Contract Meeting Advice

Contract Meeting (2)

It can seem like an age since you paid the initial deposit for your new house.

You have spent ages going through everything at Selection.

Surely you can just sign the contract and get started?………….That’s what the builder wants,………… but in my opinion you shouldn’t rush this step.

Time To Examine Contract

Most people aren’t familiar with looking at Contracts so they need time to take it all in in, or perhaps check with someone more experienced.

Let the builder know you want the documents a few days before the signing day, so you can have some time to examine them.

If they can’t provide the contract documents in advance be prepared to take the documents home without signing. You can always schedule another meeting.

Things to Check

Here are  things I look out for:

Changes to Standard Conditions of Contract. Having built using both the Master Builders and HIA Conditions of Contract  I consider these documents are reasonable to both parties. Make sure you ask the builder if they have modified the conditions, and look through the modifications carefully as they won’t be in your favour!

Stage Payments Not paying until after the work is done is your best protection against builder insolvency. Click on the title of this paragraph for more information.

Contract Period. How long will the build take, and has the builder taken into account bad weather and holidays.

Liquidated Damages Unless the Builder has to pay you a reasonable amount of compensation for delays there is little incentive for them to meet the Contract Period

Responsibility for Access. Most Standard Contract Conditions require the builder be responsible for ensuring the footpath is not damaged. I find some builders are trying to transfer the responsibility to you. I believe this is unacceptable as the the Builder is the only one who has control of  the situation.

Contract Estimate (Statement of Costs) This details how the cost of the house is calculated. Make sure that all upgrade items are correctly described and the price is as previously stated or agreed.

Schedule of Inclusions. Are all the Inclusions / ‘Free’ Upgrades, mentioned at the time of paying the initial deposit, mentioned in the documentation.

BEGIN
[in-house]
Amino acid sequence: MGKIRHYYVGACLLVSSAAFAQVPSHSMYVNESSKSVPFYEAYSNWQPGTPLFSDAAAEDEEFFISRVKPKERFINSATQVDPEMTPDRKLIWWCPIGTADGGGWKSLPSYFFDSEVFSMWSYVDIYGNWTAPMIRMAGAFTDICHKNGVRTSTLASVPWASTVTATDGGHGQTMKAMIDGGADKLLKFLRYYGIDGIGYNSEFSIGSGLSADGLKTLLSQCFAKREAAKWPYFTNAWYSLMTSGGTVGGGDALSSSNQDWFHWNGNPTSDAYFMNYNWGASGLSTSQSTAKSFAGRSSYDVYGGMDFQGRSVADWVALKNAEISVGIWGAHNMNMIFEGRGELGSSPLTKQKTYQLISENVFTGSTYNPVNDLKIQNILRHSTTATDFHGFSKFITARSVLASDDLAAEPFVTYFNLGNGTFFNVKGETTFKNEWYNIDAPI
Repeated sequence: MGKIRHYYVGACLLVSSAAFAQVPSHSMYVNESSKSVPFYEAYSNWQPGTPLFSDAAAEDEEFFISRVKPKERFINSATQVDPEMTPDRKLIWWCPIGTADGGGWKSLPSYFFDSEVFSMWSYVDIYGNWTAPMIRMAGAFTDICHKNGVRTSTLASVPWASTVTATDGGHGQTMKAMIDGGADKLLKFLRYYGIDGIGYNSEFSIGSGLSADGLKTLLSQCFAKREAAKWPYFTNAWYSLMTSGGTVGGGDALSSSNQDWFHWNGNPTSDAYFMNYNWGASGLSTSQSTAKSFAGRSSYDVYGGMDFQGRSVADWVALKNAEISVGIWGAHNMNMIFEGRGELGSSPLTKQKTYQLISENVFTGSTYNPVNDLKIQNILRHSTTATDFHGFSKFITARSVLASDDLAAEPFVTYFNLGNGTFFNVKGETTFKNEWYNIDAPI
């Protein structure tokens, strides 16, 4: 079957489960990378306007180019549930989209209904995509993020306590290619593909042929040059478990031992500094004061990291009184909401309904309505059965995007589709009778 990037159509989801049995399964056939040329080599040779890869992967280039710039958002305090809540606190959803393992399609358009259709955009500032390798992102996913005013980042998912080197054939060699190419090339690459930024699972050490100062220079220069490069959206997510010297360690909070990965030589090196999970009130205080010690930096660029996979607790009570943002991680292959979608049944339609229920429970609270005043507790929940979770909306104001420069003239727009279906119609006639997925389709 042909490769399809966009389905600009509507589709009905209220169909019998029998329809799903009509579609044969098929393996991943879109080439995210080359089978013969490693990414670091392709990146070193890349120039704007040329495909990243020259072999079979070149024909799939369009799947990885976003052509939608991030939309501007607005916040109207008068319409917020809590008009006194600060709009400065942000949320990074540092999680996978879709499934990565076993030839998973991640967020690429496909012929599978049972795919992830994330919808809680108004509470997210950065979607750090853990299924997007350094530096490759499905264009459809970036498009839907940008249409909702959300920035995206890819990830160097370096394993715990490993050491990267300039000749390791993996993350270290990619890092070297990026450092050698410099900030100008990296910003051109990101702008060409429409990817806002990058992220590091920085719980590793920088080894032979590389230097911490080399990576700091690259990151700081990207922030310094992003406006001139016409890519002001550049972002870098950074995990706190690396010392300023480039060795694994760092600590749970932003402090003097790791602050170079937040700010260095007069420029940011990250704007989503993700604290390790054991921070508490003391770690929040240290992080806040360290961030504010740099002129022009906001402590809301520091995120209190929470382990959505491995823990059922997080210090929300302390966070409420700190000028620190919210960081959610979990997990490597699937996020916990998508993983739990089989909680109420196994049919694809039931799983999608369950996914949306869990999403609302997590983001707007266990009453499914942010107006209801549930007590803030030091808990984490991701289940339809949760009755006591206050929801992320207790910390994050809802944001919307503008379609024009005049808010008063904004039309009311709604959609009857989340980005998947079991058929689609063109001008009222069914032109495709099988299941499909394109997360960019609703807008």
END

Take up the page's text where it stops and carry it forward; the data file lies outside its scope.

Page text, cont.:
Specification Check that the specification also correctly describes what you want from the house. Often this will be a fairly standard document which will  refer to the Contract Estimate, Schedule of Inclusions and Drawings.

Drawings Check all the drawings to make sure they show what you want  including:

    • Correct facade.
    • Roof Details.
    • Room arrangements and sizes.
    • Electrical fittings layout.
    • Window sizes and types.

It’s much better to make sure everything is covered at this stage than try to deal with it later!


If the builder says he will reprint the whole document before you sign. . . . you need to check all the amendments you asked for are in the reprinted document. ( A friend of mine didn’t check and got caught out!)


My E book Guide to Selection/Pre-Start includes checklists that you will be able to refer to during Contract Checking.


What Sort of Plan?

Buying Land…….There are several sorts of Plans/ Surveys of your Block to think about before you can start building a house.

Here is a guide to the various plans based on the same block:

Title Plan

Title Plans are the legal document that describes the land. Initially they are usually the only plan that is available  They are limited to:

  • Showing the dimensions and bearings of the boundaries.
  • Showing the locations of Easement.

The drawing below is a typical title plan

Feature Survey

The Feature Survey is an accurate representation of the block prepared by a surveyor. Typically the information shown is:

  • Boundaries.
  • Site Contours.
  • Locations of trees.
  • Any other above ground features such as driveway crossovers and manholes.

If you buy direct from a project builder they will normally arrange the feature survey. If you want to get quotes from several builders it can be worth getting a feature survey done first.

Geo-Technical Plan

The Geo-Technical Plan is more in the form of a sketch than an accurate representation of the site. The main purpose is to indicate the approximate location of boreholes. Other information that may be included is:

  • Indication of location of trees as these may affect the Geotechnical Recomendations.
  • Any rock outcrops.
  • Direction of fall.
  • Ponds / swampy areas.


See Blocks for more information on buying land.